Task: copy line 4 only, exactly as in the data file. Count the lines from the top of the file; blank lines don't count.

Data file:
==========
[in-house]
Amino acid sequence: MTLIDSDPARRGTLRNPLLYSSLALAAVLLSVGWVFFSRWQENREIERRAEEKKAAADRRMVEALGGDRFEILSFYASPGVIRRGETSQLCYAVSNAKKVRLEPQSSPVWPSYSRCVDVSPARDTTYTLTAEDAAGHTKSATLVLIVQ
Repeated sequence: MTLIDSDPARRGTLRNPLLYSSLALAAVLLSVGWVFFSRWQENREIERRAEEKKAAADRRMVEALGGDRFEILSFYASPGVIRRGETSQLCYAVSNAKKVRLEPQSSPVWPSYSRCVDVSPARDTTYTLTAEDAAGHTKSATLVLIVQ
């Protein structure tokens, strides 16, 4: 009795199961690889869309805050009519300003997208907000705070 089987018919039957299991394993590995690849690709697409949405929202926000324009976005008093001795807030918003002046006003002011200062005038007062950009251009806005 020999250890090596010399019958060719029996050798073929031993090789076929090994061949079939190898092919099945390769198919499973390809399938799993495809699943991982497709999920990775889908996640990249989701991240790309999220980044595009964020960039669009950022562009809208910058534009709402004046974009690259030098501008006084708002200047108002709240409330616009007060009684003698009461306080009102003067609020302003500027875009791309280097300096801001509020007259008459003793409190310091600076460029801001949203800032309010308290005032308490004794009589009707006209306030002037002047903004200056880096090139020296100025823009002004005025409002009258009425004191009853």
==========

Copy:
């Protein structure tokens, strides 16, 4: 009795199961690889869309805050009519300003997208907000705070 089987018919039957299991394993590995690849690709697409949405929202926000324009976005008093001795807030918003002046006003002011200062005038007062950009251009806005 020999250890090596010399019958060719029996050798073929031993090789076929090994061949079939190898092919099945390769198919499973390809399938799993495809699943991982497709999920990775889908996640990249989701991240790309999220980044595009964020960039669009950022562009809208910058534009709402004046974009690259030098501008006084708002200047108002709240409330616009007060009684003698009461306080009102003067609020302003500027875009791309280097300096801001509020007259008459003793409190310091600076460029801001949203800032309010308290005032308490004794009589009707006209306030002037002047903004200056880096090139020296100025823009002004005025409002009258009425004191009853």